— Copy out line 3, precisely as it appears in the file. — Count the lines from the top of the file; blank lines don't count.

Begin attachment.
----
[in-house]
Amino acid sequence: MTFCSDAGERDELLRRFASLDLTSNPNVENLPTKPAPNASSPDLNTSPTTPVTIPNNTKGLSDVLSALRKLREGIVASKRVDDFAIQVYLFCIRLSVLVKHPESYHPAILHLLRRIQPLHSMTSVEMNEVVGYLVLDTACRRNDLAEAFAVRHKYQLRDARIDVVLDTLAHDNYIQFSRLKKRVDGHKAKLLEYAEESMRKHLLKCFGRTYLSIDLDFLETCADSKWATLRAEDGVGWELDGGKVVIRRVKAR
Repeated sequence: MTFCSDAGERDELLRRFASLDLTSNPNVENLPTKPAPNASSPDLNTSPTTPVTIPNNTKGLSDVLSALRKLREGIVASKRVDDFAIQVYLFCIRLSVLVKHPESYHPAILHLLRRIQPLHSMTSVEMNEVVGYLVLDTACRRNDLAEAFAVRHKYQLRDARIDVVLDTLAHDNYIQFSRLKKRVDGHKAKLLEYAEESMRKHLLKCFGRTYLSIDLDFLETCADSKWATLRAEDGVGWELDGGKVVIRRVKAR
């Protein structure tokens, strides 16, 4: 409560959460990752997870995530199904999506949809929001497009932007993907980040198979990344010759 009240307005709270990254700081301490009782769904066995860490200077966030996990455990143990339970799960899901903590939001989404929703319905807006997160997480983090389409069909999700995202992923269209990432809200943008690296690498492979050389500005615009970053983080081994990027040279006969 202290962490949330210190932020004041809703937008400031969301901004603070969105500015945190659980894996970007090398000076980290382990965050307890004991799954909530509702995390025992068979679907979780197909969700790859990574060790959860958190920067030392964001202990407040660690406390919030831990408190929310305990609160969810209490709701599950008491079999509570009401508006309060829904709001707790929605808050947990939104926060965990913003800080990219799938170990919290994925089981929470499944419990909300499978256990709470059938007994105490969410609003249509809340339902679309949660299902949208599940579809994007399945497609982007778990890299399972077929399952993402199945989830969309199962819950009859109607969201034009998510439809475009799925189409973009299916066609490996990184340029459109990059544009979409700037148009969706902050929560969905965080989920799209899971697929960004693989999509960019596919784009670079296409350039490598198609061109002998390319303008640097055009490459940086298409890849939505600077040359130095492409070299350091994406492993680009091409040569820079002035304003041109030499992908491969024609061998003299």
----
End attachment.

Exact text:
Repeated sequence: MTFCSDAGERDELLRRFASLDLTSNPNVENLPTKPAPNASSPDLNTSPTTPVTIPNNTKGLSDVLSALRKLREGIVASKRVDDFAIQVYLFCIRLSVLVKHPESYHPAILHLLRRIQPLHSMTSVEMNEVVGYLVLDTACRRNDLAEAFAVRHKYQLRDARIDVVLDTLAHDNYIQFSRLKKRVDGHKAKLLEYAEESMRKHLLKCFGRTYLSIDLDFLETCADSKWATLRAEDGVGWELDGGKVVIRRVKAR